Those celestial choirs heard singing from the heavens the last couple of weeks have been celebrating a federal fiscal year that started with many agencies appropriated. Now contractors who want to make the most of it have work to do. Larry Allen of Allen Federal Business Partners offered more insight on Federal Drive with Tom Temin.
Sometimes agency professionals, such as the people who write contracts, fail at the basics. For example, take including all of the elements that need to be in a contract. Even so, it’s often the hapless contractor that loses out. Procurement attorney Joe Petrillo, of Petrillo and Powell, joined Federal Drive with Tom Temin to discuss a recent case in point.
Ready to jump into the $450 billion government contracting space? Don’t make these key mistakes.
It’s no secret that the U.S. government is one of the largest buyers and sellers of goods and services in the world, leading to tremendous opportunity for companies that earn federal contracts. If you are a small business or startup you are in luck as the government sets aside contract requirements in favor of small and socio-economic enterprises. For example, in 2017 the government awarded 24 percent of federal contract dollars to small businesses totaling $105.7 billion.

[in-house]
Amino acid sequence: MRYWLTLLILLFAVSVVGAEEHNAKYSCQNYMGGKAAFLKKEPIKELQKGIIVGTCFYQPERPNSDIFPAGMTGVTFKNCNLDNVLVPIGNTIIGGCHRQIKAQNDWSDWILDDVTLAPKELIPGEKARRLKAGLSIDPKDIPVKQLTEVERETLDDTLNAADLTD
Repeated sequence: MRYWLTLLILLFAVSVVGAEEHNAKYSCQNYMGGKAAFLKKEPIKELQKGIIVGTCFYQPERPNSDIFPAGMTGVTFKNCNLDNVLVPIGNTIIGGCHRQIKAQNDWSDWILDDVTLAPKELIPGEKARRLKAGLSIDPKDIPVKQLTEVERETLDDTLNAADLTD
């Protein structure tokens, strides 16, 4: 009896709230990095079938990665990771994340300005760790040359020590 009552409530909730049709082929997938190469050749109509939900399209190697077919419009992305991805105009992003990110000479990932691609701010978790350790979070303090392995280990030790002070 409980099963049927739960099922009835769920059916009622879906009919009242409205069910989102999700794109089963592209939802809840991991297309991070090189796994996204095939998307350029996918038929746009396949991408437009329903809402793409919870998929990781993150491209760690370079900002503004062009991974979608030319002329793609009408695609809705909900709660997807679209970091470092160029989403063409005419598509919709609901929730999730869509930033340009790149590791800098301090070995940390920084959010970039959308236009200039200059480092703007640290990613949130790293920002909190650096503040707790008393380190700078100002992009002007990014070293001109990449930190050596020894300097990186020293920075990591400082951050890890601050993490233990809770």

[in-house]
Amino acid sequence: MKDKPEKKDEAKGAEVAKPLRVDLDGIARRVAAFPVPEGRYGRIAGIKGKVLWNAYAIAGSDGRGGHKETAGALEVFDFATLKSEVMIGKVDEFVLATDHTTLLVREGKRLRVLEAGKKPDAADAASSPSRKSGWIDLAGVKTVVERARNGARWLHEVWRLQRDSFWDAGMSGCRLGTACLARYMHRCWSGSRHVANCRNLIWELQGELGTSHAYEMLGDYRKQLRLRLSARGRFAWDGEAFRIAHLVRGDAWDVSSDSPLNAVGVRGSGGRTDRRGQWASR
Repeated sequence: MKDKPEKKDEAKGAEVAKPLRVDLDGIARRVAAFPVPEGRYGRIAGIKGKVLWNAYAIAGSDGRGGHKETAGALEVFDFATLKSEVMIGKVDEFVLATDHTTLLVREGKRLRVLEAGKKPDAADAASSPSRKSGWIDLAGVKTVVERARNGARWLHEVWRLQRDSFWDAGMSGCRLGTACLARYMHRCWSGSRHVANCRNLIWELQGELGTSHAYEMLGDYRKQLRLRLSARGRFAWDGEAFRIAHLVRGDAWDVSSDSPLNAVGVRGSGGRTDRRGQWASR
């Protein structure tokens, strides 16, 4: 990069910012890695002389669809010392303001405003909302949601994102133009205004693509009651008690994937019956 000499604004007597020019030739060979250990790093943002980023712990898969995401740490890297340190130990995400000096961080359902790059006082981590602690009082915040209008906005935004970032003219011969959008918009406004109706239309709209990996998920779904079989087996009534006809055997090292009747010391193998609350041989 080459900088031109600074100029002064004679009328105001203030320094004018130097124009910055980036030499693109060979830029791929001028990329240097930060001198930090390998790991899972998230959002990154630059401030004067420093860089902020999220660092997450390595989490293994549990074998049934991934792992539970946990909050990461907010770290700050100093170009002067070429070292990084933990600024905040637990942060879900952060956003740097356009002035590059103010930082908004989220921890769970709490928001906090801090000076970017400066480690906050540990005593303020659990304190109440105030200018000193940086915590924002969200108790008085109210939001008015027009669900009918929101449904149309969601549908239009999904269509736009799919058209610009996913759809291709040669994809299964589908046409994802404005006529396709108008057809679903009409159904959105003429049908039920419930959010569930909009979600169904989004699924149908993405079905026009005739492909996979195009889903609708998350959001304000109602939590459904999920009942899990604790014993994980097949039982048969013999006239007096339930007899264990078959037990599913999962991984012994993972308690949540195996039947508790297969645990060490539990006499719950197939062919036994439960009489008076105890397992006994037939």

With the right amount of planning, preparation and effective networking, small businesses can thrive in the federal contracting space, but there are some major mistakes or red flags to avoid.
There’s a lack of continuing resolutions from congress this year. With agencies getting reauthorized and actual budgets to work with, that means they can make buying decisions more easily. So how can contractors get the most out of a period of budget certainty? Larry Allen, president of Allen Federal Business Partners, joined Eric White on Federal Drive with Tom Temin to provide some tips.
In today’s Federal Newscast, the new rule revising progress payments and performance-based payment policies for defense contracts was said to have been released prematurely.
As the Navy is in the midst of releasing two huge IT contracts, the service wants industry to help it drill down on how it can best modernize its systems at a low price while still meeting legacy requirements.
The Navy released the first of two request for proposals for the multibillion dollar Next Generation Enterprise Network (N-GEN) Recompete program in September. The Navy expects to finalize the second proposal request in the next couple weeks. Navy Capt. Ben McNeal, program manager for Naval Enterprise Networks, said Monday that he has limited resources for modernization after patching enterprise systems for recent cybersecurity threats.
Navy acquisition chief James Geurts said he’s focusing on four core areas for the future of Navy procurement. OTAs, or other transaction authorities, play an important part in that. Federal News Radio’s Scott Maucione spoke with Geurts during the Modern Day Marine Military Expo in Quantico, Virginia. Hear the interview on Federal Drive with Tom Temin.